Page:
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out-of-this-world singing in the style of the big-band crooners, I urge you
to investigate Boy Singer, a sensational new CD by Peter Marshall.
Yes, the one and only handsome, affable Peter Marshall, whom you loved for
years as the best host in the history of Hollywood Squares, has really
recaptured the lush sounds of the good old days of Crosby, Sinatra and Torme.
His vocal stylings have been one of the best-kept secrets in music. (He’s
played the big rooms in Vegas and co-starred with Julie Harris in the
ill-fated Sammy Cahn–Jimmy Van Heusen show Skyscraper, but his talents
are largely unknown to New Yorkers.) This is his long-awaited first solo CD.
It is a marvel.
If he sounds thrillingly like the great Dick Haymes, there’s an obvious
reason. Mr. Haymes was once married to film star Joanne Dru, who was Mr.
Marshall’s sister, and his laid-back, uncluttered, no-frills phrasing has
been a very real influence. The 14 cuts on this remarkable collection reflect
that kind of purity, with gorgeous arrangements by Ray Ellis, Alan Copeland,
Sammy White and Larry White and a 46-piece orchestra that comprises some of
the greatest studio musicians the West Coast has to offer. Mr. Marshall
sounds as relaxed in that setting as Sinatra in one of his legendary 4 a.m.
sessions with Nelson Riddle, and the phrasing is just to die for. Especially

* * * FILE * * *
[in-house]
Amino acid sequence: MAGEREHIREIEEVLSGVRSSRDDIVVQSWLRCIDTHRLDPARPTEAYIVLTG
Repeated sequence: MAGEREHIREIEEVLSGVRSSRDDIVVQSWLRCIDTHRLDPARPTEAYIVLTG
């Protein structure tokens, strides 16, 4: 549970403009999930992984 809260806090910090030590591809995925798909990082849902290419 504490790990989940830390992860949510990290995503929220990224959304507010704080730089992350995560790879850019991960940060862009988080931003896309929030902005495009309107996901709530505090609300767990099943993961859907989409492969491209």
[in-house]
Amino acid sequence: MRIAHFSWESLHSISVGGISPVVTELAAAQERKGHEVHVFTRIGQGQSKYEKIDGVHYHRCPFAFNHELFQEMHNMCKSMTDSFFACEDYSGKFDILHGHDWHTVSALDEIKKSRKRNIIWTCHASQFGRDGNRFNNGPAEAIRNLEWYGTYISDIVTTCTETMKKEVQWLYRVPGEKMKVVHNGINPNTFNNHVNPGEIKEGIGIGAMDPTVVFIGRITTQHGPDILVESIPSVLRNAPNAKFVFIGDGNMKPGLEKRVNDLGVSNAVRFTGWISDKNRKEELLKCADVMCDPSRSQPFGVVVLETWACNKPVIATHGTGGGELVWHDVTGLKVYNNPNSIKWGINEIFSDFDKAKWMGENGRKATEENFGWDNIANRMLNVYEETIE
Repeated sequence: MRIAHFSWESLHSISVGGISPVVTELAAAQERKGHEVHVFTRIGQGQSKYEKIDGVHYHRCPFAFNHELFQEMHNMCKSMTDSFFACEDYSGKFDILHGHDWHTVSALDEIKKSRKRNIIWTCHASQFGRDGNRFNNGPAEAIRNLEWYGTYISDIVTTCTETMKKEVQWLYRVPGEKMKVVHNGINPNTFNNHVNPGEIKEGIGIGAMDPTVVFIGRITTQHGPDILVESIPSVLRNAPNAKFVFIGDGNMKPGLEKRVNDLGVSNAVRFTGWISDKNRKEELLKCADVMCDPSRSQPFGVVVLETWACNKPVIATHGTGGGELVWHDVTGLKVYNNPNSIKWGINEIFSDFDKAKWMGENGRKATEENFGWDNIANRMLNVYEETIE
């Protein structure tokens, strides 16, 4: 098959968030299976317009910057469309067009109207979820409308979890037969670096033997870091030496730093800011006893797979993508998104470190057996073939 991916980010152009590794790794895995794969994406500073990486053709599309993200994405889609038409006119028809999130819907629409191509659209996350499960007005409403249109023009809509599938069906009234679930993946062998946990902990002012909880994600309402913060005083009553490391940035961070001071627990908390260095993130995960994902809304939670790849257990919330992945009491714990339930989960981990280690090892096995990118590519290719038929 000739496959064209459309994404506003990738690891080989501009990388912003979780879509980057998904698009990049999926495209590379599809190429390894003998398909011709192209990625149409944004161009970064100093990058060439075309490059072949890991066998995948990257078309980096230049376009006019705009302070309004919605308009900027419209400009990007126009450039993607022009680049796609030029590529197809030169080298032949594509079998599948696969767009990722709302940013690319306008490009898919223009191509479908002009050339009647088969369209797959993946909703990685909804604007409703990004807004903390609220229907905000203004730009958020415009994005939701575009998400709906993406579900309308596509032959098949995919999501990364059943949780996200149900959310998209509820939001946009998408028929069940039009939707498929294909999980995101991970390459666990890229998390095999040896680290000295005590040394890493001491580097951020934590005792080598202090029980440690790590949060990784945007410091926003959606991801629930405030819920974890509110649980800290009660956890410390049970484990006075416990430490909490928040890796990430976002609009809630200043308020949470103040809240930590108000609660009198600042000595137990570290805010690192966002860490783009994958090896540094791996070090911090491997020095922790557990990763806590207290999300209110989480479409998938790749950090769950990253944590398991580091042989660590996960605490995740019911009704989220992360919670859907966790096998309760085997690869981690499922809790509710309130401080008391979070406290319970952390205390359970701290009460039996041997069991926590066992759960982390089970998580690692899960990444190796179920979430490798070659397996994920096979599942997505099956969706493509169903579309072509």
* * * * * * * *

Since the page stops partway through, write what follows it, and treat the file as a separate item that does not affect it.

on “Everything Happens To Me”—I have never heard notes bent like that on this
song. In fact, I have never heard the song sung with so much hip freshness.
The perfect combination of voice (as warm or cool as the songs demand),
brilliant arrangements, great material and easy, conversational phrasing make
this a treasure. I am so jazzed up by the chuckles, the occasional
been-around crack in the voice, the low lush dives on words like “love” and
the first-rate songs—the Burton Lane–E.Y. Harburg jewel “Poor You” has always
been an overlooked favorite of mine—that this CD has rarely wandered far from
my stereo since it arrived. “Oh, You Crazy Moon,” “This Heart of Mine,”
“Fools Rush In,” “I’ll Close My Eyes,” “I’m Glad There is You”—-the
repertoire is faultless, unhackneyed and interpreted with fresh vision.
There are new discoveries, too: “Night Life,” a song unknown to me (by Willie
Nelson, of all people!) turns out to be the most swinging thing on the list.
The string intro on “The More I See You” is worth rewinding just to hear the
arrangement before the voice comes in. It all has a wisdom, maturity and
appeal that makes the material timeless. I know there’s a tongue-in-cheek
theme (boy singer from the World War II days of radio transcriptions, like
the weekly show Dick Haymes and Helen Forrest used to do for war bonds), but
the hip singing transcends that theme and emerges as contemporary as any
vocal stylist can sound today.
Although there are plans afoot to release this CD in stores, Mr. Marshall is
presently distributing it himself. The only way you can get it at the time of
this writing is via the Internet. Mr. Marshall has his own website:
www.boysinger.com. Log on for complete details on how to order; he ships
immediately. Trust me on this: It is one CD that no lover of the art of the
American popular song can afford to be without.
Now isn’t it time for him to play a New York room like Feinstein’s at the
Regency and reacquaint the world with what a terrific singer Peter Marshall
is? In a crippled world of honks and screams and terminal laryngitis,
listening to the vanishing art of singing like this is like learning how to
walk again after a broken leg.